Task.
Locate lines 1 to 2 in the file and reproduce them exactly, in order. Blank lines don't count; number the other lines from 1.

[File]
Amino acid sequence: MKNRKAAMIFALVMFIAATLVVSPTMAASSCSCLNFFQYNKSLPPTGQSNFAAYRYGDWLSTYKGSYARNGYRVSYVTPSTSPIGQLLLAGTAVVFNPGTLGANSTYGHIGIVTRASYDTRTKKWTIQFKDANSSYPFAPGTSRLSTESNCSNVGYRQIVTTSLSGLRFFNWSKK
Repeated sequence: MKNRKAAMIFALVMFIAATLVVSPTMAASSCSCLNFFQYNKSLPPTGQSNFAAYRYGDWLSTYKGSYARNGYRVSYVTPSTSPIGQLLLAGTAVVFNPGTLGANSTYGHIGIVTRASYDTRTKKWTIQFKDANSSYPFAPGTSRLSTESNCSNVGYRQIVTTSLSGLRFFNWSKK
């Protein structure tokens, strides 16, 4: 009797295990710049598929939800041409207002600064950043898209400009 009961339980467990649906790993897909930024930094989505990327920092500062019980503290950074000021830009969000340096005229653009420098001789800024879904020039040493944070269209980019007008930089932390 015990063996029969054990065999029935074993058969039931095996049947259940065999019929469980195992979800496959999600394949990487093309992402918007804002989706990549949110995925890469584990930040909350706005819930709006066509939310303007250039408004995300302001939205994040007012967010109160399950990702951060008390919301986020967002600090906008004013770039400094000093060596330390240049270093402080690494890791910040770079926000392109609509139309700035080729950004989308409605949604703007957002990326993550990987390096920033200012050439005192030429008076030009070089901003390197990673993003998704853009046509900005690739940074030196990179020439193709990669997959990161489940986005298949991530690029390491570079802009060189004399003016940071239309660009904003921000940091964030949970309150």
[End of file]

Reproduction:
Amino acid sequence: MKNRKAAMIFALVMFIAATLVVSPTMAASSCSCLNFFQYNKSLPPTGQSNFAAYRYGDWLSTYKGSYARNGYRVSYVTPSTSPIGQLLLAGTAVVFNPGTLGANSTYGHIGIVTRASYDTRTKKWTIQFKDANSSYPFAPGTSRLSTESNCSNVGYRQIVTTSLSGLRFFNWSKK
Repeated sequence: MKNRKAAMIFALVMFIAATLVVSPTMAASSCSCLNFFQYNKSLPPTGQSNFAAYRYGDWLSTYKGSYARNGYRVSYVTPSTSPIGQLLLAGTAVVFNPGTLGANSTYGHIGIVTRASYDTRTKKWTIQFKDANSSYPFAPGTSRLSTESNCSNVGYRQIVTTSLSGLRFFNWSKK